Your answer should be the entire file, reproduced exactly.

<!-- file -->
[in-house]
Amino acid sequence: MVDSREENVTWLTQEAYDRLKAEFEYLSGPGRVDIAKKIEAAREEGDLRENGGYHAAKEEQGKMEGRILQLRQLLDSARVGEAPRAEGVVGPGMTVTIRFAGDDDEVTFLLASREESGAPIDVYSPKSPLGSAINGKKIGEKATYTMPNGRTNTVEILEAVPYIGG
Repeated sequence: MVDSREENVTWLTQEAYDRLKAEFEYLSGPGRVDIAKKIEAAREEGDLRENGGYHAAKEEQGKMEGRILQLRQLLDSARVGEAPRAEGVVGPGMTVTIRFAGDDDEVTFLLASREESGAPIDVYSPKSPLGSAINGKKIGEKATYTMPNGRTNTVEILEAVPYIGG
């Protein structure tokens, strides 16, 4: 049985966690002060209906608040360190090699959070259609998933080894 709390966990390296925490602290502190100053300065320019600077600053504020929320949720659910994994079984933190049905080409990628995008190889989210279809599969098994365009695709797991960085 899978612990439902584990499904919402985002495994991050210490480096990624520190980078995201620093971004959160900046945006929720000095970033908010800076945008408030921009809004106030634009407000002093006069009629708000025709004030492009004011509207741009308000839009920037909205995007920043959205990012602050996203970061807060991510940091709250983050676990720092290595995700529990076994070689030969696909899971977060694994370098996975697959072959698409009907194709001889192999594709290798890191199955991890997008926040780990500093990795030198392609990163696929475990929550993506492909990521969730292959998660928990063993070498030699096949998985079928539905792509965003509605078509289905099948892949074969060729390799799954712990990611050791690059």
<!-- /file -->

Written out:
[in-house]
Amino acid sequence: MVDSREENVTWLTQEAYDRLKAEFEYLSGPGRVDIAKKIEAAREEGDLRENGGYHAAKEEQGKMEGRILQLRQLLDSARVGEAPRAEGVVGPGMTVTIRFAGDDDEVTFLLASREESGAPIDVYSPKSPLGSAINGKKIGEKATYTMPNGRTNTVEILEAVPYIGG
Repeated sequence: MVDSREENVTWLTQEAYDRLKAEFEYLSGPGRVDIAKKIEAAREEGDLRENGGYHAAKEEQGKMEGRILQLRQLLDSARVGEAPRAEGVVGPGMTVTIRFAGDDDEVTFLLASREESGAPIDVYSPKSPLGSAINGKKIGEKATYTMPNGRTNTVEILEAVPYIGG
């Protein structure tokens, strides 16, 4: 049985966690002060209906608040360190090699959070259609998933080894 709390966990390296925490602290502190100053300065320019600077600053504020929320949720659910994994079984933190049905080409990628995008190889989210279809599969098994365009695709797991960085 899978612990439902584990499904919402985002495994991050210490480096990624520190980078995201620093971004959160900046945006929720000095970033908010800076945008408030921009809004106030634009407000002093006069009629708000025709004030492009004011509207741009308000839009920037909205995007920043959205990012602050996203970061807060991510940091709250983050676990720092290595995700529990076994070689030969696909899971977060694994370098996975697959072959698409009907194709001889192999594709290798890191199955991890997008926040780990500093990795030198392609990163696929475990929550993506492909990521969730292959998660928990063993070498030699096949998985079928539905792509965003509605078509289905099948892949074969060729390799799954712990990611050791690059």